Theory & Practice
Each semester, Cooper Union awards one practicing designer the Frank Stanton Chair in Graphic Design teaching position. As the Fall 2018 recipient of this honor, I taught a course on ethics in design. This is a lightly condensed version of the syllabus I wrote.
DescriptionThis advanced course in design is a blend of conversation and making. The impact of design in society is prevalent now more than ever. This means that we, as people who put out work that influences culture, need to understand the ethical responsibility we have to those living in society. What are the stories that you, as a designer, want to tell? Why should people listen to them? How will listening impact their lives? What are the tools that you, as a designer, want to create? Why do you think they’ll work? How will you know for certain?
ObjectivesThe primary objective of this course is for you, the designer, to learn how to help people even more than you already know how. We will accomplish this together through reading theory, having group discussions, making work, and talking about that work. Students are expected to leave this course more prepared to tackle the challenging problems that society has better than when they started.
StructureEach class will start off with a discussion about an assigned reading. Our engaging conversation will help examine the text. There will be a blend of reading from sociology to design including blog posts, articles, and columns. From there, use of class time will range from lecture, work time, check-in, and critique.
Project 1: Blindspot: Zine
A blindspot is an area in which a person’s view is obstructed. The first project in this class will be to make a zine about a time where you were misrepresented or left out in a product or story. What was the story or product? Who made it? Why is it a problem that they left you out or misrepresented you? Do you think they are aware of the problem? How did it make you feel? How did it impact your life?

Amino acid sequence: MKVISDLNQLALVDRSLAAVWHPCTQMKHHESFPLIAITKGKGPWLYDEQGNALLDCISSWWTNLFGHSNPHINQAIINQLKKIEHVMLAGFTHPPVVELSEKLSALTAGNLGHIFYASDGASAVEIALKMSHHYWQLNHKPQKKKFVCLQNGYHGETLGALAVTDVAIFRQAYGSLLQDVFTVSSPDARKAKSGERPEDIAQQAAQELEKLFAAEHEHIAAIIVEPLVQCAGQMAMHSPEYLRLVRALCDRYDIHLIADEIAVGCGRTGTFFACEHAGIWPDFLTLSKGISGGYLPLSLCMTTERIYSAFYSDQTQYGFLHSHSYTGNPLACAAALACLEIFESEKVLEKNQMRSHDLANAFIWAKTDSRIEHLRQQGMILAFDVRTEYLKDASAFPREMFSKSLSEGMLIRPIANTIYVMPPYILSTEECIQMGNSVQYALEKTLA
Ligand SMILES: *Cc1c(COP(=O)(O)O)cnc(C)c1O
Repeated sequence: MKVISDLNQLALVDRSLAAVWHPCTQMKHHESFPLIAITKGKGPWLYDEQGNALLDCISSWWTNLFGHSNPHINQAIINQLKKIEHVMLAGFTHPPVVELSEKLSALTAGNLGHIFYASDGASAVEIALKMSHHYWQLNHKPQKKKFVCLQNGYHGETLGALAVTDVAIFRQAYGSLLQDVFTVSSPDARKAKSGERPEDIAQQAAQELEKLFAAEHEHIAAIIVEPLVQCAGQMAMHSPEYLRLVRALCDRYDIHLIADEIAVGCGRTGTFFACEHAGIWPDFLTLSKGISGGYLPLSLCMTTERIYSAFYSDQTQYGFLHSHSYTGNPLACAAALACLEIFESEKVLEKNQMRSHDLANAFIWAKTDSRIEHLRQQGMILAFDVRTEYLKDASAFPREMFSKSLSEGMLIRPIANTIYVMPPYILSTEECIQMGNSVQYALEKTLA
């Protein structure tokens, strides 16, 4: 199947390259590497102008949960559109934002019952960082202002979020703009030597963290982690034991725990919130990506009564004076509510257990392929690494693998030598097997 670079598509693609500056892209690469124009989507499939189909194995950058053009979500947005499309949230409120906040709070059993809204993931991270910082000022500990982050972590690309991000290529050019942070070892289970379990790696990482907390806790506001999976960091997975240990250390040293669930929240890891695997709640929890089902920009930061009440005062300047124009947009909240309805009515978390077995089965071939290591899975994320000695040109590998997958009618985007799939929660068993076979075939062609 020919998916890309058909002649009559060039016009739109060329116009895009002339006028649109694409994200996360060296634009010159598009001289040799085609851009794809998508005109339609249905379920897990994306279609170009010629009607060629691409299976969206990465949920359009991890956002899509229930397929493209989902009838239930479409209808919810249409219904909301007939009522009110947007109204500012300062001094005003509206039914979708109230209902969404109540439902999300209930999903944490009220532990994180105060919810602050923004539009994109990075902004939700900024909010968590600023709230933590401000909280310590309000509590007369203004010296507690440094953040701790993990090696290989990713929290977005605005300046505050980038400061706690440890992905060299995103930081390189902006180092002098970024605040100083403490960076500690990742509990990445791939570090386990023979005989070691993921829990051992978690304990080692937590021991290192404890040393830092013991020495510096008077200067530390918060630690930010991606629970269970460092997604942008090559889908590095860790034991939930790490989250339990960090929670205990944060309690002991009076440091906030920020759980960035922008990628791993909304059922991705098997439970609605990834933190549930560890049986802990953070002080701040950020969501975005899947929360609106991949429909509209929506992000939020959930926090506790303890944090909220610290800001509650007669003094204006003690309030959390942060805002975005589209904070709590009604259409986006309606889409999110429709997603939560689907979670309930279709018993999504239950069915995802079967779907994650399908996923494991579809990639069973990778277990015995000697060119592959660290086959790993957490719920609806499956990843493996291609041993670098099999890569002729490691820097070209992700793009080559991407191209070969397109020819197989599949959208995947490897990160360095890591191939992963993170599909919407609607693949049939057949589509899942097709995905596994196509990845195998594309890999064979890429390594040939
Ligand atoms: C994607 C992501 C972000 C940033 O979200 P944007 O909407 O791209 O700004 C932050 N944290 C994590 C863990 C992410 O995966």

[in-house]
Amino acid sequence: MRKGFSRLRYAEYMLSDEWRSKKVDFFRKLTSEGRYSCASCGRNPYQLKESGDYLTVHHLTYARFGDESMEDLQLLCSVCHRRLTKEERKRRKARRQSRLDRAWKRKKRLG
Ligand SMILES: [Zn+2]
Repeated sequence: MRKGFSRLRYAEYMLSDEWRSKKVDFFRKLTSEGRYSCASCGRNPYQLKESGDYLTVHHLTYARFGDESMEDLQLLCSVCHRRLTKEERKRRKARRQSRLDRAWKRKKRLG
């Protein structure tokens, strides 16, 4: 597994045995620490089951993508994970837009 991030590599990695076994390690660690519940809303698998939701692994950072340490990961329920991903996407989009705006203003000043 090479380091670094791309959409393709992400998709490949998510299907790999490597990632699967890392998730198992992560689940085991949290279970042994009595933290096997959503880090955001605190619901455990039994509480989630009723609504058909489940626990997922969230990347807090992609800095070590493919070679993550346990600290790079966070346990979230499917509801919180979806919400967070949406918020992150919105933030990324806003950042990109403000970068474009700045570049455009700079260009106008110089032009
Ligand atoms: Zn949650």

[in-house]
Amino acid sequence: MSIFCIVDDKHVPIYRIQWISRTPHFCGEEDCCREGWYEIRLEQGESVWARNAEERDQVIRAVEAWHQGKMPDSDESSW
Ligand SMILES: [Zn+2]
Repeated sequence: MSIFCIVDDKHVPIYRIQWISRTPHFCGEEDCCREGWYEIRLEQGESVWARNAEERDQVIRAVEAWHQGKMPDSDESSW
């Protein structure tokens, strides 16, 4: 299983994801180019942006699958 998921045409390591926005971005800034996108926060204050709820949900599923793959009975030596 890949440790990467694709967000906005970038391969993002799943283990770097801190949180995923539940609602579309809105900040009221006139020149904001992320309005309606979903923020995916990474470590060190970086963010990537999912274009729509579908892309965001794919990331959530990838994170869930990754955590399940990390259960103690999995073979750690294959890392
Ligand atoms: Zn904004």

Project 2: Find + Fix
There are ethical problems within stories and products all around us. For the second project, students will identify a large ethical problem within a story or product and create a solution for it. You’ll start, with the help of your instructor, by writing a press release announcing the problem and solution. From there, students will do research on the product and the people who use it, wireframe, and build lo- and hi-fi prototypes. The goal isn’t to redesign an experience. Rather, it’s to find the right problems to fix. There will be regular check-ins.
Project 3: What Matters Most?
It’s time to solve an ethical problem. For the third project, students will pick a problem that you are invested in solving. Remember how, in 2014, Flint, Michigan had lead in the water and was undrinkable? The problem is still there. How can a story or product help those citizens? What about healthcare? Or the environment? Students are encouraged to think big. Together, with your instructor, we’ll walk through how to break big ideas down into small and manageable goals. We’ll follow the same process as the second project: a press release, research, wireframe, lo- and hi-fi prototype. There will be regular check-ins.
Project 4: Journal: Ongoing
In this course, we are going to tackle challenging problems. The work that students will do is bound to bring up some frustration emotions. It is paramount, as a designer and human being, that you are taking care of yourself. On the second week of class I’ll ask that everyone show me they have a journal to write your thoughts in. I will never read your journal. It is only for you. I greatly encourage you to write in it as often as you need to.
Blue Cycle: A Brand New Recycling System
Press Release • Research
Lo-fi • Hi-fi
Elvin HuRunning App
Press Release • Lo-fi
Hi-fi Watch, Armband, and Mobile
Jeehye YimA new system for emoji to solve discrimination issues
Press Release • Research
Lo-fi 1 & 2 • Hi-fi Emoji Menu, Keyboard Display, Emoji Size, Favorites, Delete